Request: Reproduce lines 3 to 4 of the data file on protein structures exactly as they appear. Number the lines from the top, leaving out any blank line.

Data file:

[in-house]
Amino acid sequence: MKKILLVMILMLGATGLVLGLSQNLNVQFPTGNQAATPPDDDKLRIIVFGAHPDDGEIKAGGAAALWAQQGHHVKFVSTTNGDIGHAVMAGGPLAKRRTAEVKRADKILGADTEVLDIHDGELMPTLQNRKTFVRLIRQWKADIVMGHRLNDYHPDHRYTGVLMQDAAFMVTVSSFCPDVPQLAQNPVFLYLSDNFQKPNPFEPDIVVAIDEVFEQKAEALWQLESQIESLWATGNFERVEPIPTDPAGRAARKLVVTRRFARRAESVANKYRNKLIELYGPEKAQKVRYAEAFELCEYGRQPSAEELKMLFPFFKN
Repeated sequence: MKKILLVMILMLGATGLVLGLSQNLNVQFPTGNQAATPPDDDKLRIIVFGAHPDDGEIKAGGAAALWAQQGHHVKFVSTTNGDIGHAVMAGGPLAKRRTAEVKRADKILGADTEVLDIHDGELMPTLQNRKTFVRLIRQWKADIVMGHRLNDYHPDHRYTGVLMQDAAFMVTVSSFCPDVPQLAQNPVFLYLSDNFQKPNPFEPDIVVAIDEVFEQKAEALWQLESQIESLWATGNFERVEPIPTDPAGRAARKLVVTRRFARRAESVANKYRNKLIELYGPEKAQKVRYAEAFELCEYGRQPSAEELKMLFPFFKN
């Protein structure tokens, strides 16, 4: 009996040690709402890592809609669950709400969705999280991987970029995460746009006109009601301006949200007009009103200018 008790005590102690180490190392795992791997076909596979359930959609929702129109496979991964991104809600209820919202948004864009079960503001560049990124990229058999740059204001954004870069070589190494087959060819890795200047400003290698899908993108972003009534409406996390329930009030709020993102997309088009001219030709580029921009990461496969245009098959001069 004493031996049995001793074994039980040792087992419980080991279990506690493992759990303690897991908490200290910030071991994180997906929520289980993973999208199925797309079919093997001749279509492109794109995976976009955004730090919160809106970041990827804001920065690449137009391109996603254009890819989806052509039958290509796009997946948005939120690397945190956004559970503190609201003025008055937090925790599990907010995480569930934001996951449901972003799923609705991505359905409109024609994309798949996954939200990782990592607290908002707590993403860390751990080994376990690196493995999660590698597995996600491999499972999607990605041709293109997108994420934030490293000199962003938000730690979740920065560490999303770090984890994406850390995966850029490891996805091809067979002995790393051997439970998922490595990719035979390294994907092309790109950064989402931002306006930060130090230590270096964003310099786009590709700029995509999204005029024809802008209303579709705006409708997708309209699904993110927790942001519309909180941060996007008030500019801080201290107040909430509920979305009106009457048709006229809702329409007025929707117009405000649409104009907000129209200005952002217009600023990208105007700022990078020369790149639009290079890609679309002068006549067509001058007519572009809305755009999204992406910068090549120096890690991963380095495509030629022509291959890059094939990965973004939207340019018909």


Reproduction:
Repeated sequence: MKKILLVMILMLGATGLVLGLSQNLNVQFPTGNQAATPPDDDKLRIIVFGAHPDDGEIKAGGAAALWAQQGHHVKFVSTTNGDIGHAVMAGGPLAKRRTAEVKRADKILGADTEVLDIHDGELMPTLQNRKTFVRLIRQWKADIVMGHRLNDYHPDHRYTGVLMQDAAFMVTVSSFCPDVPQLAQNPVFLYLSDNFQKPNPFEPDIVVAIDEVFEQKAEALWQLESQIESLWATGNFERVEPIPTDPAGRAARKLVVTRRFARRAESVANKYRNKLIELYGPEKAQKVRYAEAFELCEYGRQPSAEELKMLFPFFKN
């Protein structure tokens, strides 16, 4: 009996040690709402890592809609669950709400969705999280991987970029995460746009006109009601301006949200007009009103200018 008790005590102690180490190392795992791997076909596979359930959609929702129109496979991964991104809600209820919202948004864009079960503001560049990124990229058999740059204001954004870069070589190494087959060819890795200047400003290698899908993108972003009534409406996390329930009030709020993102997309088009001219030709580029921009990461496969245009098959001069 004493031996049995001793074994039980040792087992419980080991279990506690493992759990303690897991908490200290910030071991994180997906929520289980993973999208199925797309079919093997001749279509492109794109995976976009955004730090919160809106970041990827804001920065690449137009391109996603254009890819989806052509039958290509796009997946948005939120690397945190956004559970503190609201003025008055937090925790599990907010995480569930934001996951449901972003799923609705991505359905409109024609994309798949996954939200990782990592607290908002707590993403860390751990080994376990690196493995999660590698597995996600491999499972999607990605041709293109997108994420934030490293000199962003938000730690979740920065560490999303770090984890994406850390995966850029490891996805091809067979002995790393051997439970998922490595990719035979390294994907092309790109950064989402931002306006930060130090230590270096964003310099786009590709700029995509999204005029024809802008209303579709705006409708997708309209699904993110927790942001519309909180941060996007008030500019801080201290107040909430509920979305009106009457048709006229809702329409007025929707117009405000649409104009907000129209200005952002217009600023990208105007700022990078020369790149639009290079890609679309002068006549067509001058007519572009809305755009999204992406910068090549120096890690991963380095495509030629022509291959890059094939990965973004939207340019018909």